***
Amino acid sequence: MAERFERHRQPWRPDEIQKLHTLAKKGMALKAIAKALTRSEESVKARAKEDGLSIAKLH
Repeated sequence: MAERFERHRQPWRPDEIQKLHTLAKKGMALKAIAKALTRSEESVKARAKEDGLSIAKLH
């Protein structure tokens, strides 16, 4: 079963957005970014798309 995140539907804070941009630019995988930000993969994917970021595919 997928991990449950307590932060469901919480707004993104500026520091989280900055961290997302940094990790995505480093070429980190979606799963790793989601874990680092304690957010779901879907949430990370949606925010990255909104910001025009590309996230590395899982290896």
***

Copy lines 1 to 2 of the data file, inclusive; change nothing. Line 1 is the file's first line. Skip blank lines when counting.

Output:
Amino acid sequence: MAERFERHRQPWRPDEIQKLHTLAKKGMALKAIAKALTRSEESVKARAKEDGLSIAKLH
Repeated sequence: MAERFERHRQPWRPDEIQKLHTLAKKGMALKAIAKALTRSEESVKARAKEDGLSIAKLH